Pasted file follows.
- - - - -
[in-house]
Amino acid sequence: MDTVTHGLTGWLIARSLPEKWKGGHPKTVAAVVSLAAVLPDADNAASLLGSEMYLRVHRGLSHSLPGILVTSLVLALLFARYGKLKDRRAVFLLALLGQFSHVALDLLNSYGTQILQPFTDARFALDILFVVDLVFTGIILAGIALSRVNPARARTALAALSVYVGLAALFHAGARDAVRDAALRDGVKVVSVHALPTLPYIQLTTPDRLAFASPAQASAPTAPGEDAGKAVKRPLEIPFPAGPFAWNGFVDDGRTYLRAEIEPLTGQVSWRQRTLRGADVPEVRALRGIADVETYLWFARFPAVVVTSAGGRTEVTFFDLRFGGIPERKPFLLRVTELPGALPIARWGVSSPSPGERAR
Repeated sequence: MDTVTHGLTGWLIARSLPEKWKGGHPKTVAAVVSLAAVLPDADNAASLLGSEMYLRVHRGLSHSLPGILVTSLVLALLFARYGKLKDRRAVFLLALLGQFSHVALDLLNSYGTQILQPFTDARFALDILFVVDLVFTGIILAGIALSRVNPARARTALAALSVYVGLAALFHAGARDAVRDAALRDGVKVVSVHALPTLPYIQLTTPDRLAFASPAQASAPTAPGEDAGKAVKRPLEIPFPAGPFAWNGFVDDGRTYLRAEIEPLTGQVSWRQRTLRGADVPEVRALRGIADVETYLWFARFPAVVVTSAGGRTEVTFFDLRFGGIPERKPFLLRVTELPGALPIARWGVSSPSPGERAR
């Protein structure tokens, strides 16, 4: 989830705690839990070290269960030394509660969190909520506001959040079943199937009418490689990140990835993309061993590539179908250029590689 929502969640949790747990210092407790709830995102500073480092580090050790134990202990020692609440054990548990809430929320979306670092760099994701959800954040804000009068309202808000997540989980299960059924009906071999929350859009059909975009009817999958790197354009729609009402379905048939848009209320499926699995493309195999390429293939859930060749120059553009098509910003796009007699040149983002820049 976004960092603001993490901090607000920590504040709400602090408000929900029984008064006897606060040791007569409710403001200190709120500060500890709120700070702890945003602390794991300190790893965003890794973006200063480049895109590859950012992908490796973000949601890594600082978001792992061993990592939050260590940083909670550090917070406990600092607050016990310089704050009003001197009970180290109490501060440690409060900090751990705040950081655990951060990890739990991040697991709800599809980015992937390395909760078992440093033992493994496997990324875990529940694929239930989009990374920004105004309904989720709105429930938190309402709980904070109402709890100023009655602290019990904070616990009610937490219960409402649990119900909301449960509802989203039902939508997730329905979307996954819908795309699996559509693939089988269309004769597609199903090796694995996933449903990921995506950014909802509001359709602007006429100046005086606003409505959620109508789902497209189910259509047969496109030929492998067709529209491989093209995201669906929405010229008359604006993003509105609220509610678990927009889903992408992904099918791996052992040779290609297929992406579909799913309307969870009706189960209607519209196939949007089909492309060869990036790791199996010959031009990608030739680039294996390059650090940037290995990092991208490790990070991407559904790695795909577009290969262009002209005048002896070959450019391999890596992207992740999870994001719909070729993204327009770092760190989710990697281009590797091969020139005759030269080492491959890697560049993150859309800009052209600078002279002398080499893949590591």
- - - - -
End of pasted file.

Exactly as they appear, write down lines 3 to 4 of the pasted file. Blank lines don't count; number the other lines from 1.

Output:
Repeated sequence: MDTVTHGLTGWLIARSLPEKWKGGHPKTVAAVVSLAAVLPDADNAASLLGSEMYLRVHRGLSHSLPGILVTSLVLALLFARYGKLKDRRAVFLLALLGQFSHVALDLLNSYGTQILQPFTDARFALDILFVVDLVFTGIILAGIALSRVNPARARTALAALSVYVGLAALFHAGARDAVRDAALRDGVKVVSVHALPTLPYIQLTTPDRLAFASPAQASAPTAPGEDAGKAVKRPLEIPFPAGPFAWNGFVDDGRTYLRAEIEPLTGQVSWRQRTLRGADVPEVRALRGIADVETYLWFARFPAVVVTSAGGRTEVTFFDLRFGGIPERKPFLLRVTELPGALPIARWGVSSPSPGERAR
């Protein structure tokens, strides 16, 4: 989830705690839990070290269960030394509660969190909520506001959040079943199937009418490689990140990835993309061993590539179908250029590689 929502969640949790747990210092407790709830995102500073480092580090050790134990202990020692609440054990548990809430929320979306670092760099994701959800954040804000009068309202808000997540989980299960059924009906071999929350859009059909975009009817999958790197354009729609009402379905048939848009209320499926699995493309195999390429293939859930060749120059553009098509910003796009007699040149983002820049 976004960092603001993490901090607000920590504040709400602090408000929900029984008064006897606060040791007569409710403001200190709120500060500890709120700070702890945003602390794991300190790893965003890794973006200063480049895109590859950012992908490796973000949601890594600082978001792992061993990592939050260590940083909670550090917070406990600092607050016990310089704050009003001197009970180290109490501060440690409060900090751990705040950081655990951060990890739990991040697991709800599809980015992937390395909760078992440093033992493994496997990324875990529940694929239930989009990374920004105004309904989720709105429930938190309402709980904070109402709890100023009655602290019990904070616990009610937490219960409402649990119900909301449960509802989203039902939508997730329905979307996954819908795309699996559509693939089988269309004769597609199903090796694995996933449903990921995506950014909802509001359709602007006429100046005086606003409505959620109508789902497209189910259509047969496109030929492998067709529209491989093209995201669906929405010229008359604006993003509105609220509610678990927009889903992408992904099918791996052992040779290609297929992406579909799913309307969870009706189960209607519209196939949007089909492309060869990036790791199996010959031009990608030739680039294996390059650090940037290995990092991208490790990070991407559904790695795909577009290969262009002209005048002896070959450019391999890596992207992740999870994001719909070729993204327009770092760190989710990697281009590797091969020139005759030269080492491959890697560049993150859309800009052209600078002279002398080499893949590591």